As politics, this makes for a good soap opera. The strategic wisdom of allowing the Tory rebels a sniff of a success which the PM cannot deliver in this parliament is questioned in a number of this morning's leader columns. We argue that the episode "highlights the Tories’ peculiar genius for self-destruction...through their public utterances, a sizable number of Tory MPs have reminded the public that their attitude towards their leader is sliding from distrust to open contempt." For theTimes (£), Dave's handling of his party "has made him look weak when he had Labour on the defensive."
A weak leader in a disunited Tory party. Remind you of anyone? Both our cartoonist Adams and the Mail's Dominic Sandbrook see the parallels with John Major, the latter arguing that "I suspect he has learnt the wrong lesson [from the 90s']. Far from taking Europe too seriously, he has not taken it seriously enough." But ours is a different era. With the Tories unable to secure boundary reform and Labour pursuing an election strategy which deliberately excludes two thirds of voters, coalition politics look here to stay. If that's the case then, as Danny Finkelstein points out in the Times (£), the fact that Dave and Nick will both have their own red lines on Europe in the next parliament will make  continuation of this alliance very difficult. But that's an issue for 2015. In the meantime, the Conservatives have themselves to argue with, and as Iain Martin writes, they've only themselves to blame:
"Once again, under pressure, the Conservatives are getting themselves lost in the politics of the student union; of Eurosceptic angels dancing on the heads of pins; of men (almost always men) having arcane arguments about motions, timetables and Private Members’ Bills. They have lost the plot."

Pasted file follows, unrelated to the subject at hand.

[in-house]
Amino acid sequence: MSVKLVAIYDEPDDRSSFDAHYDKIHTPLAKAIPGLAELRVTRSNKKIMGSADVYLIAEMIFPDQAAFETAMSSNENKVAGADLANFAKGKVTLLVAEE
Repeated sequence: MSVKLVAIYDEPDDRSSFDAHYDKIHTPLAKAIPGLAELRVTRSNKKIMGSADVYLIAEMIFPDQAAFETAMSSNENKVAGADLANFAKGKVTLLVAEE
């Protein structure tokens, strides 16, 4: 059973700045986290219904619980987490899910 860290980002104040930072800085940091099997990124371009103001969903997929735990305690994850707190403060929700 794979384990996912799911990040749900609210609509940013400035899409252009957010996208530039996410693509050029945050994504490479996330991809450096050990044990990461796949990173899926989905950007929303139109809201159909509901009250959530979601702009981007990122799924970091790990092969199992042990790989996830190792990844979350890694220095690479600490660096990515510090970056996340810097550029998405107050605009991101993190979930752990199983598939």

Anyone mistaking Dave's trip Stateside for an opportunity to have his photo taken with President Obama/Prince Harry/an agreeable bus will be disabused of that notion by today's papers. The PM made two non-Europe announcements of note yesterday. As we report, Dave is targeting what his Health Secretary called the "shockingly low" rate of dementia diagnosis, aiming at improving the diagnosis rate from two-thirds from less than half by 2015. As a result of his trip across the Atlantic, there will be a joint research initiative with the US to make it happen. The Guardian adds that Dave has been pushing for ten specific targets for reducing developing world poverty by 2030. This is in opposition to a Liberian plan which prioritised a reduction in income inequality.
Westminster's organisational genius is not restricted to the Conservative party. Labour will announce plans to tackle the "crisis of masculinity" in Britain later today, and who better to discuss the trials and tribulations of a young man's journey than, er, Diane Abbott. The Guardian report that Ms Abbott will encourage men to discuss their feelings more frequently, arguing that "it's all become a bit like the film Fight Club – the first rule of being a man in modern Britain is that you're not allowed to talk about it." So what does it mean to be a man? Well, a "Viagra and Jack Daniels" culture of "hypermasculinity". She's clearly been spending too much time with SuperEd.
Theresa May will today use her speech at the Police Federation annual conference in Bournemouth to announce that sentences for criminals who kill a police officer should be increased to the "life means life" tariff, up from the current starting point of 30 years. Inevitably there is a political backdrop to the decision, which might go some way towards appeasing police officers unhappy with recent changes to their pay and conditions.